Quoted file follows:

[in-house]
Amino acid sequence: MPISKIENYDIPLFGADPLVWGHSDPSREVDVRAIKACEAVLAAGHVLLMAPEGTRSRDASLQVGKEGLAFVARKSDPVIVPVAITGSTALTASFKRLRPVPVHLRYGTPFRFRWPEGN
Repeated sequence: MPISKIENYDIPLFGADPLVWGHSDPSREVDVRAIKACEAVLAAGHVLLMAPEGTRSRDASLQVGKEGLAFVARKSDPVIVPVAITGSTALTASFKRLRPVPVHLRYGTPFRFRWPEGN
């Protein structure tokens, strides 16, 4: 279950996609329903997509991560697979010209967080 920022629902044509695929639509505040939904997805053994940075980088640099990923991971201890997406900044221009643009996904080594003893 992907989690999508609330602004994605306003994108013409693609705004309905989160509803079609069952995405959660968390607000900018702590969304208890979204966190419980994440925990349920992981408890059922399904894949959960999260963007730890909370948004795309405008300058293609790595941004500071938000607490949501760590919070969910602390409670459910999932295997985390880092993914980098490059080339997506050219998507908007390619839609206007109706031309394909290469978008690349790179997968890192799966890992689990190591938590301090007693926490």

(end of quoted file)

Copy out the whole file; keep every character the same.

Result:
[in-house]
Amino acid sequence: MPISKIENYDIPLFGADPLVWGHSDPSREVDVRAIKACEAVLAAGHVLLMAPEGTRSRDASLQVGKEGLAFVARKSDPVIVPVAITGSTALTASFKRLRPVPVHLRYGTPFRFRWPEGN
Repeated sequence: MPISKIENYDIPLFGADPLVWGHSDPSREVDVRAIKACEAVLAAGHVLLMAPEGTRSRDASLQVGKEGLAFVARKSDPVIVPVAITGSTALTASFKRLRPVPVHLRYGTPFRFRWPEGN
């Protein structure tokens, strides 16, 4: 279950996609329903997509991560697979010209967080 920022629902044509695929639509505040939904997805053994940075980088640099990923991971201890997406900044221009643009996904080594003893 992907989690999508609330602004994605306003994108013409693609705004309905989160509803079609069952995405959660968390607000900018702590969304208890979204966190419980994440925990349920992981408890059922399904894949959960999260963007730890909370948004795309405008300058293609790595941004500071938000607490949501760590919070969910602390409670459910999932295997985390880092993914980098490059080339997506050219998507908007390619839609206007109706031309394909290469978008690349790179997968890192799966890992689990190591938590301090007693926490």